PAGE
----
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One was Told to Go, the Other to Wait

SANDY GRANT
Itís been quite a week hasnít it! We have had the Sherlock Holmes mystery of the bullets that fly at right angles Ė comical if it were not so serious. And we have had the impregnation of an under-age schoolgirl by an elected Councillor and the very disturbing involvement of a Minister in the government.

Although of a very different kind, this sorry affair does cause me to recall that it was 50 years ago that I appealed to all members of the new National Assembly to re-consider the then policy of expelling from school every girl who became pregnant. 

In both instances the end result was and is that the poor girl’s hope of obtaining a decent education were terminated or severely set back. It seems that we have barely progressed! But then we also have a Princess Marina Hospital which appears, over the years, to have regressed, rather than improved. Now we have patients who rarely get washed, patients whose results take forever to appear and patients who rarely see a doctor.  Sometime, today or was it yesterday, was International Nurses Day – the Lady with the Lamp, compassion, care and love – and all that stuff of long ago. Do you remember? Of course not. A foolish question because it must have been in the 1970s that the nurses wrested control from the doctors, broke free and effectively declared their independence.  And since then, of course, they have had total control over the entire national medical service.

How many of us therefore remember what hospitals were like before that revolution occurred? I was looking today at an old illustrated book on the Molepolole Hospital and there was a photo of Alfred Merriweather doing the rounds of his wards with a nurse at his side.

How many of us have seen that happening in the last 50 years? Doctors and nurses don’t do this any more, do they? The idea that staff in hospitals should work as a team for the benefit of their patients is long gone.  Today, they work independently of each other, often undermining or negating what the other is doing, to the detriment of the patients they are supposed to be helping. It is a miserable scenario, one which has long been known to everyone but also one which no one in authority has been willing or able to put right.

It says much about the nature of our democracy that the appalling

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situation in Princess Marina Hospital has never become a political issue. Apart from those who occasionally have had the means to sue, who has ever been able to obtain redress or apology?  But this week I want to leave you with two images which, for me, represent so much of what is happening to us today. And the point that I want to make is that we can and should be doing things so much better.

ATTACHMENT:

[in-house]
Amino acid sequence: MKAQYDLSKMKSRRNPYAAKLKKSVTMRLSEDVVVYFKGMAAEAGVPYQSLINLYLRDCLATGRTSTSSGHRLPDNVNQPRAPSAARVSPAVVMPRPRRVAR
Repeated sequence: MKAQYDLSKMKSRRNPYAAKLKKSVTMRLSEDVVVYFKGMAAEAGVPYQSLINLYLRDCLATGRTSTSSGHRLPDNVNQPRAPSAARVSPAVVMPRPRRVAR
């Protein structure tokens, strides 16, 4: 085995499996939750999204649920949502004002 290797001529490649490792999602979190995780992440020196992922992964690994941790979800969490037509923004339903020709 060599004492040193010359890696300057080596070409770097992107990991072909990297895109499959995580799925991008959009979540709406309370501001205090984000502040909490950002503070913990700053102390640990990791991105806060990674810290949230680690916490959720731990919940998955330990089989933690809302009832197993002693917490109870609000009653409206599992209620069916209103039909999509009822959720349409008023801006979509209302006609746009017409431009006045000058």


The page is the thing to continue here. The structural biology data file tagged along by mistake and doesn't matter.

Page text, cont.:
The first image, a Princess Marina image, is of a lady who was allowed to leave the hospital on foot whilst bleeding from the bum and without a single pad. For me, that is horrific. And what about for you? What if that just happened to be you or me or your wife or mother?

And now for my other image which is of a total different kind but one which also tells us something about ourselves. This one comes from the immigration office in the Ministry of Home Affairs in Gaborone – you know the place, the one which is more like the Gaborone bus station than anything else.

Always huge numbers of people with only few of them knowing what they need to do or where to go. Amongst that number last week was an older man who somehow got himself to a counter, clutching his form, only to be told to sit down and wait until he was called. He did so.

An hour and a half later he was still there, still clutching his form and still waiting to be called. Meanwhile all the others who had arrived long after him, had all been helped and had all left.

All of them knowing that the worst thing to do in that place is to sit down and wait to be called. But authority had told him to wait.

So, being an old fashioned kind of person,  he waited. When next I go that way, I might call in to check – and wouldn’t be too surprised to find that he is still there, still clutching his form and still patiently waiting to be called.



Etcetera II

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